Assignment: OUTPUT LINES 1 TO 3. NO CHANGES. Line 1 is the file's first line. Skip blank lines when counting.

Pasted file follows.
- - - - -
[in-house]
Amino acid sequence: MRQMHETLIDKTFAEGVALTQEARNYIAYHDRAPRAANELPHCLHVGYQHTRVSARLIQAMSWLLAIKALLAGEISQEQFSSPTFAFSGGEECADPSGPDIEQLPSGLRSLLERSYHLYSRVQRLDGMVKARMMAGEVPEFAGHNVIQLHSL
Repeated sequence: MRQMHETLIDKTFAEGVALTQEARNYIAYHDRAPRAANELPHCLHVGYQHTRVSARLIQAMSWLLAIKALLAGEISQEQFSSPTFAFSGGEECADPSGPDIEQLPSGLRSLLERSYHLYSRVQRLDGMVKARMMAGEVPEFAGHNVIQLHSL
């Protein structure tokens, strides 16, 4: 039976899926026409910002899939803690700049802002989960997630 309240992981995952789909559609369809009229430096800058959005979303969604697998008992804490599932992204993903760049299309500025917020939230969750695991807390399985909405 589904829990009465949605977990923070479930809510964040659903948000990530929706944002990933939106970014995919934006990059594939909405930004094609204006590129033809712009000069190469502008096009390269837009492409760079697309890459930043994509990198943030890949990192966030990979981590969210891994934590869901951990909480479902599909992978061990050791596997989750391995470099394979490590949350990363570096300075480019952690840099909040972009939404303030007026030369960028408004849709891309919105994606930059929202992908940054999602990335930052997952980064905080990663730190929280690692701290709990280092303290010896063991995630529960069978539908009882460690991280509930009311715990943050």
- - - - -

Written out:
[in-house]
Amino acid sequence: MRQMHETLIDKTFAEGVALTQEARNYIAYHDRAPRAANELPHCLHVGYQHTRVSARLIQAMSWLLAIKALLAGEISQEQFSSPTFAFSGGEECADPSGPDIEQLPSGLRSLLERSYHLYSRVQRLDGMVKARMMAGEVPEFAGHNVIQLHSL
Repeated sequence: MRQMHETLIDKTFAEGVALTQEARNYIAYHDRAPRAANELPHCLHVGYQHTRVSARLIQAMSWLLAIKALLAGEISQEQFSSPTFAFSGGEECADPSGPDIEQLPSGLRSLLERSYHLYSRVQRLDGMVKARMMAGEVPEFAGHNVIQLHSL